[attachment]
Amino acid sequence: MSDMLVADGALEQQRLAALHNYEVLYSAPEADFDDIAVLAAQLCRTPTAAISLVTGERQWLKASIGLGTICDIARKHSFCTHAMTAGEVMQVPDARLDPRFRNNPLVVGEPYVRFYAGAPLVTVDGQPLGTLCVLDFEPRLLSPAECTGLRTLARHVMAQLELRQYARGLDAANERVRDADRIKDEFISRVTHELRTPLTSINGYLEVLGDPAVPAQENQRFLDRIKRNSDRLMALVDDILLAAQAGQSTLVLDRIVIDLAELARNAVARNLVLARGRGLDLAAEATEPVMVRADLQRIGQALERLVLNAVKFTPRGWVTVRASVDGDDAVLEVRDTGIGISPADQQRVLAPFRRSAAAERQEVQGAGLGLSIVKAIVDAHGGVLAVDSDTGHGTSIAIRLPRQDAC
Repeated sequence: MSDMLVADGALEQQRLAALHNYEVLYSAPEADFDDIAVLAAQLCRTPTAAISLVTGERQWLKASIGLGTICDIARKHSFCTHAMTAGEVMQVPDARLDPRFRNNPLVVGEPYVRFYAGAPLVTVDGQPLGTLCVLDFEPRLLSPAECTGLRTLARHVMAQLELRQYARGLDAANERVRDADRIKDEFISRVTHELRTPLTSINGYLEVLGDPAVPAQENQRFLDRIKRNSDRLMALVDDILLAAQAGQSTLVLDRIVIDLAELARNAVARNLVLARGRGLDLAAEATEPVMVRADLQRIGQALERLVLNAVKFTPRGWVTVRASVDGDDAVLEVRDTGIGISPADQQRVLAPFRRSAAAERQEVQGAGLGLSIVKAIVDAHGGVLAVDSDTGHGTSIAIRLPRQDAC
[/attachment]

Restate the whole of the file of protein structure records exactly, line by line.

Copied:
Amino acid sequence: MSDMLVADGALEQQRLAALHNYEVLYSAPEADFDDIAVLAAQLCRTPTAAISLVTGERQWLKASIGLGTICDIARKHSFCTHAMTAGEVMQVPDARLDPRFRNNPLVVGEPYVRFYAGAPLVTVDGQPLGTLCVLDFEPRLLSPAECTGLRTLARHVMAQLELRQYARGLDAANERVRDADRIKDEFISRVTHELRTPLTSINGYLEVLGDPAVPAQENQRFLDRIKRNSDRLMALVDDILLAAQAGQSTLVLDRIVIDLAELARNAVARNLVLARGRGLDLAAEATEPVMVRADLQRIGQALERLVLNAVKFTPRGWVTVRASVDGDDAVLEVRDTGIGISPADQQRVLAPFRRSAAAERQEVQGAGLGLSIVKAIVDAHGGVLAVDSDTGHGTSIAIRLPRQDAC
Repeated sequence: MSDMLVADGALEQQRLAALHNYEVLYSAPEADFDDIAVLAAQLCRTPTAAISLVTGERQWLKASIGLGTICDIARKHSFCTHAMTAGEVMQVPDARLDPRFRNNPLVVGEPYVRFYAGAPLVTVDGQPLGTLCVLDFEPRLLSPAECTGLRTLARHVMAQLELRQYARGLDAANERVRDADRIKDEFISRVTHELRTPLTSINGYLEVLGDPAVPAQENQRFLDRIKRNSDRLMALVDDILLAAQAGQSTLVLDRIVIDLAELARNAVARNLVLARGRGLDLAAEATEPVMVRADLQRIGQALERLVLNAVKFTPRGWVTVRASVDGDDAVLEVRDTGIGISPADQQRVLAPFRRSAAAERQEVQGAGLGLSIVKAIVDAHGGVLAVDSDTGHGTSIAIRLPRQDAC